These are all signals and may not be conclusive on their own but they tend to put me off a lot or at best, makes me very edgy about the project.
This is too basic that I almost didn't want to include it but I see even the "experienced" crypto investors make this mistake.
As I stated earlier when I am invested in a project with good fundamentals and a great team I wouldn't "react" to short term price movements.
If a coin I am interested in is already pumping, I wouldn't try to play catch up and buy into the pump.
There's always a correction around the corner, no matter how hard it pumps and I can wait for a good entry.
And if that correction never comes, I pass onto other opportunities. There're too many good projects to buy instead of impulsively chasing one.
Same way if it's dumping due to "whales play" or some bad news.
I would evaluate the cause of the "dump" and if I find it to be temporary I just remain cool and wait for the sentiments to settle down.
As long as the team is still building and putting in the work and you believe in the project, HODL on through any dip.
Except you're a trends trader and wants to ride the wave, reacting impulsively to a coin's price movements is almost always suicide.
There are over 7,000 different cryptocurrencies in the market. Once you miss a pump, look for another one.
Rather than spill your blood all over the place trying to catch a flight that's already in the air.
Most times, when I am invested in a project, I pin their Telegram group for easy reference.
And I immediately add the token to my watchlist on CMC and CoinGecko - that's if I haven't already done that before buying in the first place.
And finally, I activate notification for their tweets and subscribe to their newsletters.
Because I want to know everything they're doing so that I can evaluate whether I would buy more, just keep holding, reduce or sell off my bag.
Plus I don't want to be the last person to know about their latest developments.
You need timely and accurate information to effectively manage your portfolio.
And that requires you to be up to date with the latest developments of all projects that you're invested in.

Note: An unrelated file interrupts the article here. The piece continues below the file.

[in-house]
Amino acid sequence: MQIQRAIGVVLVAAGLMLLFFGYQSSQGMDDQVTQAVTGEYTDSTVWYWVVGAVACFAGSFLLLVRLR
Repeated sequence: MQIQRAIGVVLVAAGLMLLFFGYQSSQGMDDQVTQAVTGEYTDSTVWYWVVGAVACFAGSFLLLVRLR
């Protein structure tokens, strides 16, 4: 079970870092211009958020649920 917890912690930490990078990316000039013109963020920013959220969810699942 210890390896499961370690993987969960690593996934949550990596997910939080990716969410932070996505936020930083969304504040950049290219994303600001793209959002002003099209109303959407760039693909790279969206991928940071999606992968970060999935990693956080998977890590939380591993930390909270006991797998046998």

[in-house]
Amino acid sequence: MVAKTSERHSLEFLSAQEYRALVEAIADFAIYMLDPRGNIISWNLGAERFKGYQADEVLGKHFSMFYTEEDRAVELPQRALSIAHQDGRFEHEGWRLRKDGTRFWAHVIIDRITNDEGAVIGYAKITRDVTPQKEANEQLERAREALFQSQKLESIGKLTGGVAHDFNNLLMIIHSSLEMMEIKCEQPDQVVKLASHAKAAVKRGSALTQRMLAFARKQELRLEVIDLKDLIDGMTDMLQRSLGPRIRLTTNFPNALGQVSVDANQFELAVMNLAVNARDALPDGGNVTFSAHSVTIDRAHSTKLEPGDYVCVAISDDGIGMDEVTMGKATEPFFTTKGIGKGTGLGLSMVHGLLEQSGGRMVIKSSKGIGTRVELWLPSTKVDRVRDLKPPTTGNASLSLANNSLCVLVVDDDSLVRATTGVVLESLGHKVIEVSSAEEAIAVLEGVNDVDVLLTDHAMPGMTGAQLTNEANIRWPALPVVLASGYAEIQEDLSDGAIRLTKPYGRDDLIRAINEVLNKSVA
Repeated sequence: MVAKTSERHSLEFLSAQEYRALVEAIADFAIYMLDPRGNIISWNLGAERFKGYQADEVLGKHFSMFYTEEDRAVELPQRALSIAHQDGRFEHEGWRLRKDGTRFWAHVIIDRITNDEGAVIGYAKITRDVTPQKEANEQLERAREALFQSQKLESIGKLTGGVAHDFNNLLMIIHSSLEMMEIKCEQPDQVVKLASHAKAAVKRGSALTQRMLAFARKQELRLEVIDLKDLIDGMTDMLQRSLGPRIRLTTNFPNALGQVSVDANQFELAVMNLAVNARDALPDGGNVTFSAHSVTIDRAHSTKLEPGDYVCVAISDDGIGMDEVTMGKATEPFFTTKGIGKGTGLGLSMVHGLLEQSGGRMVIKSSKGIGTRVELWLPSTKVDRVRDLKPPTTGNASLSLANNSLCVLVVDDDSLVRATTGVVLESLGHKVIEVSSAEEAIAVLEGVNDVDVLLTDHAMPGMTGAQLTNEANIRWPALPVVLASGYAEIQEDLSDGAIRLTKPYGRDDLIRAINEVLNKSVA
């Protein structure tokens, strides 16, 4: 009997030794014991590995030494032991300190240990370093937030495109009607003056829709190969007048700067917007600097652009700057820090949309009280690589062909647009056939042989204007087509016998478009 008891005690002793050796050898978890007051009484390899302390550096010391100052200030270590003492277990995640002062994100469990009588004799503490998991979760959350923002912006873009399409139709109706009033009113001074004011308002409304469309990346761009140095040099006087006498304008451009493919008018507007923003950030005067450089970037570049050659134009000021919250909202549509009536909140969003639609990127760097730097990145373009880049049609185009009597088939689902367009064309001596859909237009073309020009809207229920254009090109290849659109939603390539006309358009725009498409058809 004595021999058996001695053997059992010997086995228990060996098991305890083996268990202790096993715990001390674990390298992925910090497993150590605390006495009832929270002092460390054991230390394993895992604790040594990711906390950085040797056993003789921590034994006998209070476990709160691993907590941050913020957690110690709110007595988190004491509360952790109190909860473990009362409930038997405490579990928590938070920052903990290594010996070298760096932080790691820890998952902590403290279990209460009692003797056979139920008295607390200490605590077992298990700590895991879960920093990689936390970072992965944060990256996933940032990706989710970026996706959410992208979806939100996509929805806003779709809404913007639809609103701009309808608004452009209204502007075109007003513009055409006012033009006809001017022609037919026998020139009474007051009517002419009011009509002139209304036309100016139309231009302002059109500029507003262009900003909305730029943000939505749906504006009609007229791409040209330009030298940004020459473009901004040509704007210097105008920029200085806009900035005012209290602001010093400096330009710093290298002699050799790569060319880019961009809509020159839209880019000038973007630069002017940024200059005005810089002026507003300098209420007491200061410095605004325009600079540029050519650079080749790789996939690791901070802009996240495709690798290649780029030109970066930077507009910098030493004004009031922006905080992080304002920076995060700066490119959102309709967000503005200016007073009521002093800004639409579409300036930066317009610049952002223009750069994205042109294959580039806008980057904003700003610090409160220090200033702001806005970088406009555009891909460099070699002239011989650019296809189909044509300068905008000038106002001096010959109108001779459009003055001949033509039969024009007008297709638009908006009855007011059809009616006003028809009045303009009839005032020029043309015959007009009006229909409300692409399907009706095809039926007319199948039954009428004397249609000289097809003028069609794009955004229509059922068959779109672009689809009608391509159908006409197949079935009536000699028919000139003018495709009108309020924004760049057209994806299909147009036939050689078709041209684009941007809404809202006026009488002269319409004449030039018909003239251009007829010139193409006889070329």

According to Wikipedia:
Escalated commitment is a human behavior pattern in which an individual or group facing increasingly negative outcomes from a decision, action, or investment nevertheless continues the behavior instead of altering course.
Never fall in love with any project or coin. And never become overly committed to holding on to especially, a losing investment position.
Especially when all available information points to the fact that this was a bad investment.
Be bold. Cut your losses and move on.
You can't win all!
So learn to call your fuck up and pull the plug as early as possible to save whatever is left.
There's nothing like "it might still go up", "load up on the dip" nonsense, or arguing what is, should, and shouldn't with the project admins or team.
Just sell it off (if that's still possible) and walk away.
I like to keep my crypto investment rules as simple and flexible as possible.
The goal is first, to make money, and everything else is secondary.
Most times, it's easy to identify a good or scam project if you know what to look out for.
If you ever find yourself invested in a scam or total shitcoin, don't hesitate, cut your loses and move on.
And when you find a really good project, buy it and never sell.
What's your crypto investment playbook? Share with us in the comments section below.